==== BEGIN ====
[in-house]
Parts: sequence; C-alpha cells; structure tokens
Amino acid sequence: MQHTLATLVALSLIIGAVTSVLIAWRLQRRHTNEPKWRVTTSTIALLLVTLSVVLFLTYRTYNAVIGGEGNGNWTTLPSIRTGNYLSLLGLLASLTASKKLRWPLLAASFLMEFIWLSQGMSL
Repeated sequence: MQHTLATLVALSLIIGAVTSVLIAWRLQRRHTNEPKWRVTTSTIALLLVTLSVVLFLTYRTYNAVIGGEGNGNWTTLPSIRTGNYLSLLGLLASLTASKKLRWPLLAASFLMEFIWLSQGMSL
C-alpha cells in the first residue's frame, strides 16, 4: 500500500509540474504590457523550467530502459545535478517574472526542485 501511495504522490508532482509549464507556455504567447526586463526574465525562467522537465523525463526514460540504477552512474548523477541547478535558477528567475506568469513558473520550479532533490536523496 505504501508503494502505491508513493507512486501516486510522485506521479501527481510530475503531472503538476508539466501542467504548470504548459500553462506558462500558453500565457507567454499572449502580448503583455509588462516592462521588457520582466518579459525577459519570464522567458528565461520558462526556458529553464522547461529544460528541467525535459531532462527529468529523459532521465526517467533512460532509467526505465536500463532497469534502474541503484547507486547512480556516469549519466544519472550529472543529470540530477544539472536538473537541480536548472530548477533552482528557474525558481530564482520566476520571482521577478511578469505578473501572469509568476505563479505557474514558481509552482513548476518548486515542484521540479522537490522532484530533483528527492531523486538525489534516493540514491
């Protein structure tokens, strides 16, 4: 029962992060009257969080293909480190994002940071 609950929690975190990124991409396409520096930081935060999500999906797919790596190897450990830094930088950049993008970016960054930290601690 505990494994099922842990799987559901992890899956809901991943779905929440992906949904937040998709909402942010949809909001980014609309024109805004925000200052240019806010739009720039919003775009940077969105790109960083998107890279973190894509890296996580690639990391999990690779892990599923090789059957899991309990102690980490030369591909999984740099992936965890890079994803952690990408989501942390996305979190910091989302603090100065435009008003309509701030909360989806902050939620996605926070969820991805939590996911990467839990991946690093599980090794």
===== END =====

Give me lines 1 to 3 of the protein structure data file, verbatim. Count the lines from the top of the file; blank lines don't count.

[in-house]
Parts: sequence; C-alpha cells; structure tokens
Amino acid sequence: MQHTLATLVALSLIIGAVTSVLIAWRLQRRHTNEPKWRVTTSTIALLLVTLSVVLFLTYRTYNAVIGGEGNGNWTTLPSIRTGNYLSLLGLLASLTASKKLRWPLLAASFLMEFIWLSQGMSL